Dalai Lama says Tibet struggle will never die

March 22nd, 2008 - 5:58 pm ICT by admin  

New York, March 22 (IANS) Tibetan spiritual leader, the Dalai Lama, has said that it was “much better” for Tibet to join China, but warned the Communist regime that the struggle in his homeland would never die as the younger generation had a stronger spirit to fight injustices. In an interview with Newsweek at the headquarters of the Tibetan government-in-exile in Dharamsala, India, the Dalai Lama, the mentor of the 600,000 Tibetans worldwide, spoke of his commitments of peace with Beijing and his fears for the future.

“I totally disagree with the view that the Tibet struggle will die, and there will be no hope for Tibet, after the Dalai Lama passes away,” he told the US weekly.

“Both inside and outside (Tibet), the older generation may go away, but the newer generations carry the same spirit. Sometimes it’s even stronger. So after my death a younger generation will come up,” he said.

Last week massive protests engulfed Lhasa and other parts of Tibet challenging Beijing’s rule in the region. This also sparked demonstrations by Tibetans in several countries, including India. Exiled leaders allege the security forces may have killed around 100 people during the anti-China protests.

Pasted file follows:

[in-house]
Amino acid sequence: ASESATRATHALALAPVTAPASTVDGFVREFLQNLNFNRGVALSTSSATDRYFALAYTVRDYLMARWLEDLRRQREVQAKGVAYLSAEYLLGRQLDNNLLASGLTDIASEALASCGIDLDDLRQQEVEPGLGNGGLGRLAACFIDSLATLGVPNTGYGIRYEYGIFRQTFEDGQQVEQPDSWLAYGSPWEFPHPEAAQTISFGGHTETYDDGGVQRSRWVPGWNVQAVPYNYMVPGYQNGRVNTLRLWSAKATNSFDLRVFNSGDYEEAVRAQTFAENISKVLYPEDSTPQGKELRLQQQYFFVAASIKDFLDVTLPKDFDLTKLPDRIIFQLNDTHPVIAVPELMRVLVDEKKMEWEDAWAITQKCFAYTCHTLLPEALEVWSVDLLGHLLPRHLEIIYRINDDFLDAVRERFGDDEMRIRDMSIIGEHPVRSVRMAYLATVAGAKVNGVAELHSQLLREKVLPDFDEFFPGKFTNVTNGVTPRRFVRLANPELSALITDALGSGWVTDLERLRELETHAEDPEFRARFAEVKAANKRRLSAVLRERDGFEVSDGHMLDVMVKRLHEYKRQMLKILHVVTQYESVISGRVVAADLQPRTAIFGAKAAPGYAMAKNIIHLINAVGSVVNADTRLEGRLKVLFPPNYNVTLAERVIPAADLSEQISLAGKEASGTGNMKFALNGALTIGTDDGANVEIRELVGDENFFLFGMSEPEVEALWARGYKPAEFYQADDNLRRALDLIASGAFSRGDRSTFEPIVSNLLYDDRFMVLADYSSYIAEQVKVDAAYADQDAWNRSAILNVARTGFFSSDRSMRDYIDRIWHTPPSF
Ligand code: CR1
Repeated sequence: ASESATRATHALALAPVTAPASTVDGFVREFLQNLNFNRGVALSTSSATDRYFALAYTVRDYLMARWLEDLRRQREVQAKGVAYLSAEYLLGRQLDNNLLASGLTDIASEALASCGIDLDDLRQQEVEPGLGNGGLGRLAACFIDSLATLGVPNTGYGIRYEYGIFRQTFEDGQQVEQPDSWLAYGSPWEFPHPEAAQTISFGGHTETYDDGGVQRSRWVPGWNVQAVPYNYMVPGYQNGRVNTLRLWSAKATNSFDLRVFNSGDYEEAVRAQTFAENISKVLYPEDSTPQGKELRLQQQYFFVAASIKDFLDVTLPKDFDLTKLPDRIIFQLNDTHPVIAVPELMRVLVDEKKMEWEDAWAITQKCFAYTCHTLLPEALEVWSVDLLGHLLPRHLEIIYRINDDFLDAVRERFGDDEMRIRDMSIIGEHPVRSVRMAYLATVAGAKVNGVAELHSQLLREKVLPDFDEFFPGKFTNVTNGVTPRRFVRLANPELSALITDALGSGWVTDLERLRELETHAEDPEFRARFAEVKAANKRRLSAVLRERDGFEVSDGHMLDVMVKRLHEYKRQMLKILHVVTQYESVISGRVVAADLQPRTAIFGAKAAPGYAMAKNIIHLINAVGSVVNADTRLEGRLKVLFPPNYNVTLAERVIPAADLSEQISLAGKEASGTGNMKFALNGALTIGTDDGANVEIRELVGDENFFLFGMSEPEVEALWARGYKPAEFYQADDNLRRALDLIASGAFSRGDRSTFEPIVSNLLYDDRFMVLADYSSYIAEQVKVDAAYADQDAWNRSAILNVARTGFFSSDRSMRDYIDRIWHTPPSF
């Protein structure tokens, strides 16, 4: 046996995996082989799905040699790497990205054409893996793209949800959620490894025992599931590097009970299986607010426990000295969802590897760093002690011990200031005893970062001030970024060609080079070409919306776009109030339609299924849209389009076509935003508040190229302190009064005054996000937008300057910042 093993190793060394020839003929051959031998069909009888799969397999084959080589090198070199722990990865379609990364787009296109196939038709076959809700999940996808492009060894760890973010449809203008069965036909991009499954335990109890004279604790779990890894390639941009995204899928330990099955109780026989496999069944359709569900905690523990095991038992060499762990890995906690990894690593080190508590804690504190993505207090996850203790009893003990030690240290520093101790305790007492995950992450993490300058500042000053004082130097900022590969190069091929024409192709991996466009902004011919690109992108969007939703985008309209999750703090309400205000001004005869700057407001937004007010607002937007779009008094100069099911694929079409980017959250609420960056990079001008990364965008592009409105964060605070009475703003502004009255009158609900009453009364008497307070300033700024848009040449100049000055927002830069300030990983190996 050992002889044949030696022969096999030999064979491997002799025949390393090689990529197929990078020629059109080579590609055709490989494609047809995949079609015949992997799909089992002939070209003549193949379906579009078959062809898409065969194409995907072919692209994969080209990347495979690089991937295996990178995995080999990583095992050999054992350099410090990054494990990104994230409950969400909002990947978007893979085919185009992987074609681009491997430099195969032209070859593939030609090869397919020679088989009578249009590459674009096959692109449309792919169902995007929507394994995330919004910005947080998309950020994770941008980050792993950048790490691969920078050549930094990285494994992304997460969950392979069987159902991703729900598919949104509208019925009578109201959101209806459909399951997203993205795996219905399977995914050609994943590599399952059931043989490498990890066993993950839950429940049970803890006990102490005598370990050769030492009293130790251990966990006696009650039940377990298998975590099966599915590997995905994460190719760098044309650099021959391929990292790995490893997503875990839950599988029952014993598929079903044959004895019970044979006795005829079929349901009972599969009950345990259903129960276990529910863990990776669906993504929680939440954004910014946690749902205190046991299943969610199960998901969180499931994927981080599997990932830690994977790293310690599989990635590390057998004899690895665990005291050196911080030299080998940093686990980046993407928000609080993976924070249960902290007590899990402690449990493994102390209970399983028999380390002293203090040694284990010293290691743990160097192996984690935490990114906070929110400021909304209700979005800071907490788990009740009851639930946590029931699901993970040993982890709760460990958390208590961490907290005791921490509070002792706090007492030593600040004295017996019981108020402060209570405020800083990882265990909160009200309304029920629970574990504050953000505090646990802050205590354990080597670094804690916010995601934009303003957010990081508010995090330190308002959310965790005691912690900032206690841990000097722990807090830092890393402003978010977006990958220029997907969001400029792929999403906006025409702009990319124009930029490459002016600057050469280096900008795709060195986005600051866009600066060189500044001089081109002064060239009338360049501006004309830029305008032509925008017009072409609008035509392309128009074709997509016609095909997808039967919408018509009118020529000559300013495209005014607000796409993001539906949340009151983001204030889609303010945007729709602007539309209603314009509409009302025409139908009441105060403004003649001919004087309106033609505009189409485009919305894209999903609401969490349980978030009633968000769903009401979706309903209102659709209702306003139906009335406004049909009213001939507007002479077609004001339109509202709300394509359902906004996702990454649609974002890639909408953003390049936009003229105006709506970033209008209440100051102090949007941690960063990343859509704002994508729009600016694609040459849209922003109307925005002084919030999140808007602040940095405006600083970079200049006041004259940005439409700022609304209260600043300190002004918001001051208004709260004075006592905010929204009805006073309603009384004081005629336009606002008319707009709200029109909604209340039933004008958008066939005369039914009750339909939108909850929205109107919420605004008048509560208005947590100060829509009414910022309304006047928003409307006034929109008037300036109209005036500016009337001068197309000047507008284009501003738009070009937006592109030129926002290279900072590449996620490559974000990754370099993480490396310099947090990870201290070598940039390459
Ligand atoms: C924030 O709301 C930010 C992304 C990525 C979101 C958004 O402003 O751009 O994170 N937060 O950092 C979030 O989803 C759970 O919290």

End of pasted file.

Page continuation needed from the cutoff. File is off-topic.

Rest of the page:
Expressing his concern over the possibility of greater violence after he passes away, the Tibetan leader said: “I worry about that. As long as I am alive, I am fully committed to amity between Tibetans and Chinese. Otherwise there’s no use.

“More importantly, the Tibetan Buddhist cultural heritage can eventually help bring some deeper values to the millions of Chinese youth who are lost in a (moral) vacuum. After all, China is traditionally a Buddhist country.”

The Dalai Lama said that a new reality has emerged and “it was much better” for Tibetans to join China.

“My approach is, don’t talk about the past. The past is past, irrespective of whether Tibet was a part of China or not. We are looking to the future.

“I truly believe that a new reality has emerged. The times are different. Today different ethnic groups and different nations come together due to common sense. Look at the European Union … really great. What is the use of small, small nations fighting each other? Today it’s much better for Tibetans to join (China). That is my firm belief,” said the Tibetan leader, who fled his homeland in 1959 after an aborted uprising against Chinese rule and lives in India along with some 100,000 Tibetan exiles.

He said restoring the trust between Chinese and Tibetans was a key to peace in the region.

“I think real autonomy can restore that trust. As far I am concerned, I’m totally dedicated to this goal. It is not just politics. My aim is to create a happy society with genuine friendship. Friendship between Tibetan and Chinese peoples is very essential.”

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